Nitrogen (N) is a critical resource for plant growth in tundra ecosystems, and species differences in the timing of N uptake may be an important feature regulating community composition and ecosystem productivity. We added 15N-labelled glycine to a subarctic heath tundra dominated by dwarf shrubs, mosses and graminoids in fall, and investigated its partitioning among ecosystem components at several time points (October, November, April, May, June) through to the following spring/early summer. Soil microbes had acquired 65 ± 7% of the 15N tracer by October, but this pool decreased through winter to 37 ± 7% by April indicating significant microbial N turnover prior to spring thaw. Only the evergreen dwarf shrubs showed active 15N acquisition before early May indicating that they had the highest potential of all functional groups for acquiring nutrients that became available in early spring. The faster-growing deciduous shrubs did not resume 15N acquisition until after early May indicating that they relied more on nitrogen made available later during the spring/early summer. The graminoids and mosses had no significant increases in 15N tracer recovery or tissue 15N tracer concentrations after the first harvest in October. However, the graminoids had the highest root 15N tracer concentrations of all functional groups in October indicating that they primarily relied on N made available during summer and fall. Our results suggest a temporal differentiation among plant functional groups in the post-winter resumption of N uptake with evergreen dwarf shrubs having the highest potential for early N uptake, followed by deciduous dwarf shrubs and graminoids.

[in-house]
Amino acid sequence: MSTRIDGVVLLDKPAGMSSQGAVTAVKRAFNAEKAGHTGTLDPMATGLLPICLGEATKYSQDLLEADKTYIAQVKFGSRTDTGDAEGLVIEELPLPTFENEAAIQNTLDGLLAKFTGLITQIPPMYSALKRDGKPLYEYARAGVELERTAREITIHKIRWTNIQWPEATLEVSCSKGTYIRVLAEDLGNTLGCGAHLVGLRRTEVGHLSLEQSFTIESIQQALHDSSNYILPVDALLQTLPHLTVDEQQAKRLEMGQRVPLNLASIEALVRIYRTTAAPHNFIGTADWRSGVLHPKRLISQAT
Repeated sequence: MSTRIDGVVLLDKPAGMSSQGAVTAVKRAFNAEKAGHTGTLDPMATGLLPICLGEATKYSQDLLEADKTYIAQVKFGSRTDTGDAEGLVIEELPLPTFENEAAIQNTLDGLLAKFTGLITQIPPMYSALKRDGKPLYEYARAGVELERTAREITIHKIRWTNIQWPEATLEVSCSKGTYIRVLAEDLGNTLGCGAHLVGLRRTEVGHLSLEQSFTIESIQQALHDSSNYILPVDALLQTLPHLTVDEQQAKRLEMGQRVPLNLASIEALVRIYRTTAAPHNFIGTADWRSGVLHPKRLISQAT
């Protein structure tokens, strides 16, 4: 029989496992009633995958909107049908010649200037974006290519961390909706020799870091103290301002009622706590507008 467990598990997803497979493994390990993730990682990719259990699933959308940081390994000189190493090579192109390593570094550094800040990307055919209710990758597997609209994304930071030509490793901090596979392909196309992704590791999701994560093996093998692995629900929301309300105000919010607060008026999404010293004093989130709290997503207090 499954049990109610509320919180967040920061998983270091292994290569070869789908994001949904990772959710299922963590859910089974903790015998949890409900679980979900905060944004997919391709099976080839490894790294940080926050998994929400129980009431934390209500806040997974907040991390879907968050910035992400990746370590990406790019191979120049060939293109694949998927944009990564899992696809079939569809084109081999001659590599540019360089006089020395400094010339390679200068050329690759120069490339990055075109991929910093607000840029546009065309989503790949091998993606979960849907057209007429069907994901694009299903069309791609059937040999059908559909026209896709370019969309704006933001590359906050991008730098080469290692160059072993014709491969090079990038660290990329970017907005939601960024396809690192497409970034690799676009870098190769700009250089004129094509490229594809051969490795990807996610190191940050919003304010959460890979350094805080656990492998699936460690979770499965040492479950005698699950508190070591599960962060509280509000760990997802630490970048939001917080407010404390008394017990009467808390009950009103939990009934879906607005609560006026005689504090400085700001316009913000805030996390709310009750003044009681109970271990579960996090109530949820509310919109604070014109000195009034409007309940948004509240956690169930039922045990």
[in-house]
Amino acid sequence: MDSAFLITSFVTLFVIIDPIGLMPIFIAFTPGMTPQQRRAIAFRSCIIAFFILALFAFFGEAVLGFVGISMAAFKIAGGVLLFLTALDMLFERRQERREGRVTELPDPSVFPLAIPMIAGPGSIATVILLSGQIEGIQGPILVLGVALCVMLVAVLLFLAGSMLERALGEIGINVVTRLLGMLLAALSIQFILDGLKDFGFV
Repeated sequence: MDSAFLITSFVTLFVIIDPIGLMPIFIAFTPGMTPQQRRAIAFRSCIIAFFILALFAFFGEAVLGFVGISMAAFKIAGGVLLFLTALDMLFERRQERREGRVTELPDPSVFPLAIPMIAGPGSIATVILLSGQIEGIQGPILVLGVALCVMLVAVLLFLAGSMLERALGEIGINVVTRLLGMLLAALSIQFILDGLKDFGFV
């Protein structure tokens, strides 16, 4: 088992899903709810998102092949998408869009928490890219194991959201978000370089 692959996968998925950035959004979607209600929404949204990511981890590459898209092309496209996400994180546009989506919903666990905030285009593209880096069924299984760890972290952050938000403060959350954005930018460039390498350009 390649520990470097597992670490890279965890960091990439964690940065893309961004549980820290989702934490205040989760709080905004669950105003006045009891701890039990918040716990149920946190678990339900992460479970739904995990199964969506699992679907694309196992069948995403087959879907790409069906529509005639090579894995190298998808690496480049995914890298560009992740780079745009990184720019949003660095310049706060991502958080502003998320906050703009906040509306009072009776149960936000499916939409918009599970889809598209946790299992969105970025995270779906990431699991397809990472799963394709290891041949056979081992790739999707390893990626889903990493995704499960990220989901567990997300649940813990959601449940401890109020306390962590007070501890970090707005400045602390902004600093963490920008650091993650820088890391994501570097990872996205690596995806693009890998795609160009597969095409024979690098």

- 15N isotope labelling
- Coldseason plant nitrogen uptake
- Temporal nitrogen uptake pattern
- Microbial biomass